Mike Lee wrote:
I think the "bad" kind of violence that we should be considering is an emotion. A person can feel when a thirst for blood and vengence wells up inside. It's not good, and in my opinion, its not right.
I agree with you Mike in a way, and I absolutely loved your "two linebacker" story, I thought you offered a great analogy there. Not to sound sound semantically persnickity, but I would change the words "an emotion" in your quote above to the word "abuse". I have a hard time affecting my emotions (as I believe they are mostly chemical responses to conditioned stimuli), but I always have the option of letting them affect me. So I really have two long term goals: rewiring the conditioning that triggers certain emotional-chemical responses (my teacher calls this "desensitizing and then resensitizing") AND learning "non-attachment through awareness" (this is known in my dojo as "muga mushin", kinda sounds familiar).
J. Krishnamurti brings up the point in his writings that knowing and attention are not the same. I think he is trying to say what we call violence is a pattern we make up after the fact, and that any sort of arrangement of the facts-as-they-are interrupts the attention we may have on those facts. Krishnamurti's perspective echoes what is taught at my dojo and other religious communities, like Zen Buddhism.
I will state again that we live in a violent universe, but that how we allow ourselves to perceive (the bridge/filter between awareness and knowledge) violence dictates our interaction with it. Birth is violent but beautiful, the level of harm acceptable because the perceived benefits far outweigh the harm. A fatal gunshot wound is violent but abusive, the level of harm unacceptable because the perceived harm outweighs the benefits. How would we perceive childbirth if more than half of all mothers died during the process? How would we perceive a gunshot wound if it was an animal we were killing for safety or survival? (What if that animal was another human aiming a weapon at me? Enter the realm of the policeman and the soldier....)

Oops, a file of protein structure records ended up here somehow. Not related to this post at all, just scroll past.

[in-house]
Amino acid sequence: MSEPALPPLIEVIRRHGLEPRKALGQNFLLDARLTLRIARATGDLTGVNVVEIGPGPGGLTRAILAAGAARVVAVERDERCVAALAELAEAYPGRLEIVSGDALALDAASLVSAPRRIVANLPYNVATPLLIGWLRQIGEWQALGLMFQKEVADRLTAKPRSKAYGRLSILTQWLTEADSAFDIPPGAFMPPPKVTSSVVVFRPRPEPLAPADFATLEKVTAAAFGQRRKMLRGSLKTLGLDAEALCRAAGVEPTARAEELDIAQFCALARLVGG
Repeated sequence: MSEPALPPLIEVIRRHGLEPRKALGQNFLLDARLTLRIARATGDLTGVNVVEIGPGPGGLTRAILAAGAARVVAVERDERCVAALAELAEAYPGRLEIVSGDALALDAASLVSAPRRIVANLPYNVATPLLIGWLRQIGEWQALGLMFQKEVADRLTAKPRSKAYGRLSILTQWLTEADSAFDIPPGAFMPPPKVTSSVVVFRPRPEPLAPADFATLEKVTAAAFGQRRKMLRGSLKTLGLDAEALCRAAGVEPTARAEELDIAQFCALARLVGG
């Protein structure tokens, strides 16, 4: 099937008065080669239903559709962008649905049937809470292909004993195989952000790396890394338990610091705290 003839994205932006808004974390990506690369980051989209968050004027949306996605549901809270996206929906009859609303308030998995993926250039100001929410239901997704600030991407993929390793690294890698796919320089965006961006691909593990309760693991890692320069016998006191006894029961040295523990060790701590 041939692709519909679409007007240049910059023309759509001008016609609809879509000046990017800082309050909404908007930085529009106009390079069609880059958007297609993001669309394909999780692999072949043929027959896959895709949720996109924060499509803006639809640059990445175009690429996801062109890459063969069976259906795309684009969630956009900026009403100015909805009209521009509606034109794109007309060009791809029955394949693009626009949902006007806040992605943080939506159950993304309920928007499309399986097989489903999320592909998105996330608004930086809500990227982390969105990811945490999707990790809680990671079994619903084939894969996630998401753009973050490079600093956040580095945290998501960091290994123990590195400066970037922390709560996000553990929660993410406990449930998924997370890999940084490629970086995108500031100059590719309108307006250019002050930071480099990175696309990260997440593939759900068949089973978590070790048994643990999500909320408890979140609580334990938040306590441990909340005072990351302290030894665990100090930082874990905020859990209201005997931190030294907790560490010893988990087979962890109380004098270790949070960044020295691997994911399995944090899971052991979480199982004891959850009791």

And what about UKE? How should attacks be made? Is Aikido Nage alone?
We are trained very systematically at the Jiyushinkan, and uke learns to attack in a very systematic way. I noticed through my own training that I went through (and continue to go through) several stages as an "attacker". The first was being uncomfortable, because we put our hands in the faces of our targets. Then there was over-exertion, because I didn't think it really worked, then there was over-cooperation, then aggression, then relaxation, and now it's honesty. I don't know how many more stages I will go through, and I don't care, they are all neat. Working up to the aggression stage required me to think up all sorts of wierd emotional stimuli in order to put my hand in someone's face and push them down in a way that is at once very effective and at the same time very gentle. I was releasing all sorts of pent up crap through this practice, and coupling that with the fear/adrenaline/release of ukemi makes for very life-changing stuff.
My perception of violence is led by my experience as uke; it is proven and tested during my experience as tori. These are not titles, they are simply relationships in the pattern of Aikido practice. My goal now is to be as effective as I can while doing as little harm as possible. I want that feel of "clean violence" that Mike illustrated in Howie Long.